Obit., directed by Vanessa Gould, is a documentary that tells the story of a team of writers doing what might be the least glamorous job at the most storied newspaper in the country: the New York Times obituary writers. Obit. is a strange bird as docs go, at once sprawling in the scope and variety of stories that it’s trying to convey and very contained, almost claustrophobic in its presentation, taking place almost entirely inside the NY Times Office and making little effort to flesh out the world outside its walls, perhaps a fitting metaphor given the work its writers do. The work of an obituary writer, or obituarist, is to document life, not to report death, this is a point the film makes early and a theme it carries throughout, death is simply the occasion that calls to action what is essentially a team of improvisational biographers, highly-skilled professionals tasked with coming from a place of often complete ignorance of their recently-departed subject to documenting the whole of their life, or at least as much is fit to print.
That struggle, the feeble attempt at adequately memorializing the multitudes of noteworthy lives that end on a daily basis in a scant few pages in a newspaper section that many simply gloss over, more preoccupied with the drama of living than reflecting upon the dead, is shown as a source of both frustration and innovation for these writers who carry on this tradition that has existed as long as there have been newspapers. Given the traditional solemnity of their work, Obit. paints a historical picture of obituarists as taboo misfits, the journalistic equivalent of an undertaker and the obituary team being the place where writers go when the next stop is their own obituary. Things seem to have evolved somewhat since then, the team here comes off as beleaguered and occasionally nihilistic (I chalk that up to them just being writers) but seemed to be generally well-fed and their writing floor even had windows. The culture itself is evolving as well, while they do seem by their own admission to still fill that outcast role on some level, the film does a great job showing how the place of and the expectations about what an obituary should be have developed from the flowery elegiacal prose of the 19th century to the work of today which possesses all the life and individuality of a traditional biography despite the bevy of technical and style restraints they face.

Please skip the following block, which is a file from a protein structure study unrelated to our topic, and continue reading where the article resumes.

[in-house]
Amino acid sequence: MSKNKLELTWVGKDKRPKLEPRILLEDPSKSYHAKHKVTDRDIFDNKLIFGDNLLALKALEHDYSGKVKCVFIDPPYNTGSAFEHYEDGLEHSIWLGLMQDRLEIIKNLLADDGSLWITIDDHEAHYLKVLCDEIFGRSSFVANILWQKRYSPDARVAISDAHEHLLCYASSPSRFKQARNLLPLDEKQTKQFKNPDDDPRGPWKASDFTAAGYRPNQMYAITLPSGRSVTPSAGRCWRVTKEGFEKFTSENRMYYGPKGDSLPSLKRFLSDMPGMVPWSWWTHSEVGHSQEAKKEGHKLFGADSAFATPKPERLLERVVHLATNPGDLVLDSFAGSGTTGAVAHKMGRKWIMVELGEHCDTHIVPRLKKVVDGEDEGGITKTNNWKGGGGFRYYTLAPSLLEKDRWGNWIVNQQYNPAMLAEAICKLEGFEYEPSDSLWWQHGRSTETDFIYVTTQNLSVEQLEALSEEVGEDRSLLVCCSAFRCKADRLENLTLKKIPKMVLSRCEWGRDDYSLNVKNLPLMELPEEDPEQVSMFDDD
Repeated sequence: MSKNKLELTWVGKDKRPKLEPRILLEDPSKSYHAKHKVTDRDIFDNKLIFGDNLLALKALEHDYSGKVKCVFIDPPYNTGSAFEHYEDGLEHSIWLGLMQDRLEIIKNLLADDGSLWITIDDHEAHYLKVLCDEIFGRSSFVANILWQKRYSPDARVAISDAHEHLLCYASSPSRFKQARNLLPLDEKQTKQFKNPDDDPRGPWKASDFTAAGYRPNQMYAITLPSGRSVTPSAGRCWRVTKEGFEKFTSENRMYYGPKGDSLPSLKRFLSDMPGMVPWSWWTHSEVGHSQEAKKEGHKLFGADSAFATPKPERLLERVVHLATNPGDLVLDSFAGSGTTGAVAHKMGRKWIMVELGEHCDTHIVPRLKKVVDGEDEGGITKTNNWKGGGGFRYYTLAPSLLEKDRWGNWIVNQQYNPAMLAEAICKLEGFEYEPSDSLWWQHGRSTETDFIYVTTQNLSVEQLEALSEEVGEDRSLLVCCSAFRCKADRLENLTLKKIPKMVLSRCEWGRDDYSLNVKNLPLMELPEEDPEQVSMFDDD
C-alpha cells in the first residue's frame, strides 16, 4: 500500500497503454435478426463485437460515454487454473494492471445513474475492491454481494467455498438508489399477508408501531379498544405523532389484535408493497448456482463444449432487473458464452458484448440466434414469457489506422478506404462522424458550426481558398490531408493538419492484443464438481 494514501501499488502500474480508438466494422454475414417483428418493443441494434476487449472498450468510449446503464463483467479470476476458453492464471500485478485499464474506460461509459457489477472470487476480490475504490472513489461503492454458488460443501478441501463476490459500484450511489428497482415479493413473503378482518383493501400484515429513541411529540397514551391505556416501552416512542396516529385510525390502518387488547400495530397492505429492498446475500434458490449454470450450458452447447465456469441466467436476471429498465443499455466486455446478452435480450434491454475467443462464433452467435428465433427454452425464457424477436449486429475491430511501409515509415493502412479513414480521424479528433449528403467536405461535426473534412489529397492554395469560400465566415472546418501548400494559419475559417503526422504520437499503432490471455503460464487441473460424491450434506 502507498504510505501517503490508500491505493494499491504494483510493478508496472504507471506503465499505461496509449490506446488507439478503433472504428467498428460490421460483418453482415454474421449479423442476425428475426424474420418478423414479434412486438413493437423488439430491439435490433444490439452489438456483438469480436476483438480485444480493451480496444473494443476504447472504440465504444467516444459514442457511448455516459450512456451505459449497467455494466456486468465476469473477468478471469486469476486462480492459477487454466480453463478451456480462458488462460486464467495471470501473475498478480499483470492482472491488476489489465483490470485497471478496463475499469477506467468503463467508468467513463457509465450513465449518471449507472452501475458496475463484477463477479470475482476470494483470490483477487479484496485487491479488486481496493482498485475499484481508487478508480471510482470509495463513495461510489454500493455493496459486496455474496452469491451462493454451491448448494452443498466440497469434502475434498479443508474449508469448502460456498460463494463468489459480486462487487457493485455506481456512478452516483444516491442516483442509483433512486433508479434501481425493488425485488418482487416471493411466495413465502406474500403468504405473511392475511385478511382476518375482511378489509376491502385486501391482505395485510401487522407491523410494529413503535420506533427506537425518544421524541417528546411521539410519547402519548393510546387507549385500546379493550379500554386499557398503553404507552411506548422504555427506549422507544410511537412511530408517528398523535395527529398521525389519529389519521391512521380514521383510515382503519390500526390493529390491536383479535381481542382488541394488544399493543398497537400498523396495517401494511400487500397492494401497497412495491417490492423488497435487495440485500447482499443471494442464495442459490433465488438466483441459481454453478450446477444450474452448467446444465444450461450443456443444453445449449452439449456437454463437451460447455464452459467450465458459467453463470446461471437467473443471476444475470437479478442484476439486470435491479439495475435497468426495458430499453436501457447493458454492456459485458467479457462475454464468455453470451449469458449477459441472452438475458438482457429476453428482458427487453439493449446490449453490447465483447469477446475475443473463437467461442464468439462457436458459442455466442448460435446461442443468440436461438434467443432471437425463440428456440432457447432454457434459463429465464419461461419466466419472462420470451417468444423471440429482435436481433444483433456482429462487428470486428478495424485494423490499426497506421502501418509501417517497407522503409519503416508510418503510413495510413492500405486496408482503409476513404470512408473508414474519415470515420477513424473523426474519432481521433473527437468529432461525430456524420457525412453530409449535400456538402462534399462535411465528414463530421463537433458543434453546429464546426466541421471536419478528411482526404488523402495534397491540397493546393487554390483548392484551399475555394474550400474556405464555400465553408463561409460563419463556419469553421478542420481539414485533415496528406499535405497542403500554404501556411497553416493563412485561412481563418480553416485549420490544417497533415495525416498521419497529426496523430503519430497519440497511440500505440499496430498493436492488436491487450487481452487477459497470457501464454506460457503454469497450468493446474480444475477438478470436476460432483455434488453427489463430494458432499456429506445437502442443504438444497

And do we ever hear about those technical challenges. Make no mistake, this is not a quirky character study about writers, it’s about writing. Sure, there are personalities at play here, and the stories about how they approach their stories is fascinating, but Obit. is, in a oddly refreshing change of pace, a documentary more concerned about mechanics and a process than it is the actors that carry it out. It should perhaps come as no surprise, then, that it’s receiving some pretty strong reviews – it’s a writing movies about writers written for writers and writers tend to be the people that review movies. There is a preoccupation with minutiae here, everything from the structure of the lede to the ever-important placement and word count limitations of the obituary are explored in great detail and will easy put many people to sleep I imagine. For the audience this was written for, however, that minutiae and the challenges and the surprising ethical and moral implications that spring from that is the drama that makes Obit. compelling.